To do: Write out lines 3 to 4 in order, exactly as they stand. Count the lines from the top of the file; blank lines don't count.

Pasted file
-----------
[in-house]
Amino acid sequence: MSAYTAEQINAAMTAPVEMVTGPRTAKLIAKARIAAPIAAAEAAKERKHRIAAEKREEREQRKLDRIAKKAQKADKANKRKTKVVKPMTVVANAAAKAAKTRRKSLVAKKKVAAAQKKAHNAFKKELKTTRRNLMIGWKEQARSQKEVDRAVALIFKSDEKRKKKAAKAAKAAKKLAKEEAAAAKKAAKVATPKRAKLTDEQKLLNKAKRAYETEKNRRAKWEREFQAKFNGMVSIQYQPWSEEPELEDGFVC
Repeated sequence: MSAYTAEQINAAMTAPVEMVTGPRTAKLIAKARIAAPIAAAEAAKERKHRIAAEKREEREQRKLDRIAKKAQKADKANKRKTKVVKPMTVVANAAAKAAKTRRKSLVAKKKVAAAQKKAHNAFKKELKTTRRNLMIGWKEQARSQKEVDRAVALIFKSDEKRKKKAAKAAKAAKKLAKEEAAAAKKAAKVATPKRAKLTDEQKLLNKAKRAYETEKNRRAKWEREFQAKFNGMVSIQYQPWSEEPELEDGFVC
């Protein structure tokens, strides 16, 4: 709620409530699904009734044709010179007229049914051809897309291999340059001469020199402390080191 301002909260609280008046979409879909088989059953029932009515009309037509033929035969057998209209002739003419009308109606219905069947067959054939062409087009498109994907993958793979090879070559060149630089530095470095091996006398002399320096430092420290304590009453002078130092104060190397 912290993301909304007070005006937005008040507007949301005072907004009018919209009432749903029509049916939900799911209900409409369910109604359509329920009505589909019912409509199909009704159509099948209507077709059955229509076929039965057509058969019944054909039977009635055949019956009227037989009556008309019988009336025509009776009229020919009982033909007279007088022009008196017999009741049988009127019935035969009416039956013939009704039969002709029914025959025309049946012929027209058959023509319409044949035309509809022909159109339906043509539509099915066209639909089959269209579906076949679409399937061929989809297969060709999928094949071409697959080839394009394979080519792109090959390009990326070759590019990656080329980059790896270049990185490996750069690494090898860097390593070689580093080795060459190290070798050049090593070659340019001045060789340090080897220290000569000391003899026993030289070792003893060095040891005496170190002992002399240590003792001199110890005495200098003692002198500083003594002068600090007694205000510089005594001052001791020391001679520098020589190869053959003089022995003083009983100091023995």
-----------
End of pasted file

Repeated sequence: MSAYTAEQINAAMTAPVEMVTGPRTAKLIAKARIAAPIAAAEAAKERKHRIAAEKREEREQRKLDRIAKKAQKADKANKRKTKVVKPMTVVANAAAKAAKTRRKSLVAKKKVAAAQKKAHNAFKKELKTTRRNLMIGWKEQARSQKEVDRAVALIFKSDEKRKKKAAKAAKAAKKLAKEEAAAAKKAAKVATPKRAKLTDEQKLLNKAKRAYETEKNRRAKWEREFQAKFNGMVSIQYQPWSEEPELEDGFVC
């Protein structure tokens, strides 16, 4: 709620409530699904009734044709010179007229049914051809897309291999340059001469020199402390080191 301002909260609280008046979409879909088989059953029932009515009309037509033929035969057998209209002739003419009308109606219905069947067959054939062409087009498109994907993958793979090879070559060149630089530095470095091996006398002399320096430092420290304590009453002078130092104060190397 912290993301909304007070005006937005008040507007949301005072907004009018919209009432749903029509049916939900799911209900409409369910109604359509329920009505589909019912409509199909009704159509099948209507077709059955229509076929039965057509058969019944054909039977009635055949019956009227037989009556008309019988009336025509009776009229020919009982033909007279007088022009008196017999009741049988009127019935035969009416039956013939009704039969002709029914025959025309049946012929027209058959023509319409044949035309509809022909159109339906043509539509099915066209639909089959269209579906076949679409399937061929989809297969060709999928094949071409697959080839394009394979080519792109090959390009990326070759590019990656080329980059790896270049990185490996750069690494090898860097390593070689580093080795060459190290070798050049090593070659340019001045060789340090080897220290000569000391003899026993030289070792003893060095040891005496170190002992002399240590003792001199110890005495200098003692002198500083003594002068600090007694205000510089005594001052001791020391001679520098020589190869053959003089022995003083009983100091023995």